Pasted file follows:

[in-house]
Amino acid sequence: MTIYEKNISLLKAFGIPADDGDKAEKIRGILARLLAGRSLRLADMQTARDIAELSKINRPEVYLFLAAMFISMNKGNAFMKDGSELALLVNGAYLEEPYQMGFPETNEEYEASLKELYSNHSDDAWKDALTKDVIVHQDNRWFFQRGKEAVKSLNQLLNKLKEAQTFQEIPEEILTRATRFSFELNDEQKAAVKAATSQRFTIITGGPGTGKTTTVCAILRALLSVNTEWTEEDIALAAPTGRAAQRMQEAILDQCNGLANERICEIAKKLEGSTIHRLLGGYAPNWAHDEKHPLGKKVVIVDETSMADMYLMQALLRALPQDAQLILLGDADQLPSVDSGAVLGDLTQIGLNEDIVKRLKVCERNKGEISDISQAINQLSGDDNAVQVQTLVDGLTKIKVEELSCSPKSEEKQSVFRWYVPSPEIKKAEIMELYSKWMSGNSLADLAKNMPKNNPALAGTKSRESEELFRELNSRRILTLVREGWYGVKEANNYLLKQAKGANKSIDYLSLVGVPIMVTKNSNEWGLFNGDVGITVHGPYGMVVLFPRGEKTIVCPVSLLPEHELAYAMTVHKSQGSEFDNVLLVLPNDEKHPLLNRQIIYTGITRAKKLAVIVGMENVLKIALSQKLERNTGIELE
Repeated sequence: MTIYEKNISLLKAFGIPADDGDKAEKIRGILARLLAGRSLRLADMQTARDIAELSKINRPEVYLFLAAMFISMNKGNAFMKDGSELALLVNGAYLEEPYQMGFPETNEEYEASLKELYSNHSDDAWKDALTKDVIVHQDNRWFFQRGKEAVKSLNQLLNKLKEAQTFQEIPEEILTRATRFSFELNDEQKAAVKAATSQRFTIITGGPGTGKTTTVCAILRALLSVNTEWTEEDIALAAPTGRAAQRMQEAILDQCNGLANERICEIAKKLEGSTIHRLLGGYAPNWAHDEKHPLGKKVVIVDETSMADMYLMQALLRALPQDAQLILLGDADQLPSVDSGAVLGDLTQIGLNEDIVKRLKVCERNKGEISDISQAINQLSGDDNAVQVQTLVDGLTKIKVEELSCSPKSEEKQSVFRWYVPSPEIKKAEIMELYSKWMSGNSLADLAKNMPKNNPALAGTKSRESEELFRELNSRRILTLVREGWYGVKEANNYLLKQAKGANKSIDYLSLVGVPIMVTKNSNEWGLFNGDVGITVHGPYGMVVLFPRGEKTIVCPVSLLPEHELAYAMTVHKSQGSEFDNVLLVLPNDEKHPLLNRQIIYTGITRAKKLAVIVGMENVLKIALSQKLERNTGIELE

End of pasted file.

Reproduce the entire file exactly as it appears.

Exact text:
[in-house]
Amino acid sequence: MTIYEKNISLLKAFGIPADDGDKAEKIRGILARLLAGRSLRLADMQTARDIAELSKINRPEVYLFLAAMFISMNKGNAFMKDGSELALLVNGAYLEEPYQMGFPETNEEYEASLKELYSNHSDDAWKDALTKDVIVHQDNRWFFQRGKEAVKSLNQLLNKLKEAQTFQEIPEEILTRATRFSFELNDEQKAAVKAATSQRFTIITGGPGTGKTTTVCAILRALLSVNTEWTEEDIALAAPTGRAAQRMQEAILDQCNGLANERICEIAKKLEGSTIHRLLGGYAPNWAHDEKHPLGKKVVIVDETSMADMYLMQALLRALPQDAQLILLGDADQLPSVDSGAVLGDLTQIGLNEDIVKRLKVCERNKGEISDISQAINQLSGDDNAVQVQTLVDGLTKIKVEELSCSPKSEEKQSVFRWYVPSPEIKKAEIMELYSKWMSGNSLADLAKNMPKNNPALAGTKSRESEELFRELNSRRILTLVREGWYGVKEANNYLLKQAKGANKSIDYLSLVGVPIMVTKNSNEWGLFNGDVGITVHGPYGMVVLFPRGEKTIVCPVSLLPEHELAYAMTVHKSQGSEFDNVLLVLPNDEKHPLLNRQIIYTGITRAKKLAVIVGMENVLKIALSQKLERNTGIELE
Repeated sequence: MTIYEKNISLLKAFGIPADDGDKAEKIRGILARLLAGRSLRLADMQTARDIAELSKINRPEVYLFLAAMFISMNKGNAFMKDGSELALLVNGAYLEEPYQMGFPETNEEYEASLKELYSNHSDDAWKDALTKDVIVHQDNRWFFQRGKEAVKSLNQLLNKLKEAQTFQEIPEEILTRATRFSFELNDEQKAAVKAATSQRFTIITGGPGTGKTTTVCAILRALLSVNTEWTEEDIALAAPTGRAAQRMQEAILDQCNGLANERICEIAKKLEGSTIHRLLGGYAPNWAHDEKHPLGKKVVIVDETSMADMYLMQALLRALPQDAQLILLGDADQLPSVDSGAVLGDLTQIGLNEDIVKRLKVCERNKGEISDISQAINQLSGDDNAVQVQTLVDGLTKIKVEELSCSPKSEEKQSVFRWYVPSPEIKKAEIMELYSKWMSGNSLADLAKNMPKNNPALAGTKSRESEELFRELNSRRILTLVREGWYGVKEANNYLLKQAKGANKSIDYLSLVGVPIMVTKNSNEWGLFNGDVGITVHGPYGMVVLFPRGEKTIVCPVSLLPEHELAYAMTVHKSQGSEFDNVLLVLPNDEKHPLLNRQIIYTGITRAKKLAVIVGMENVLKIALSQKLERNTGIELE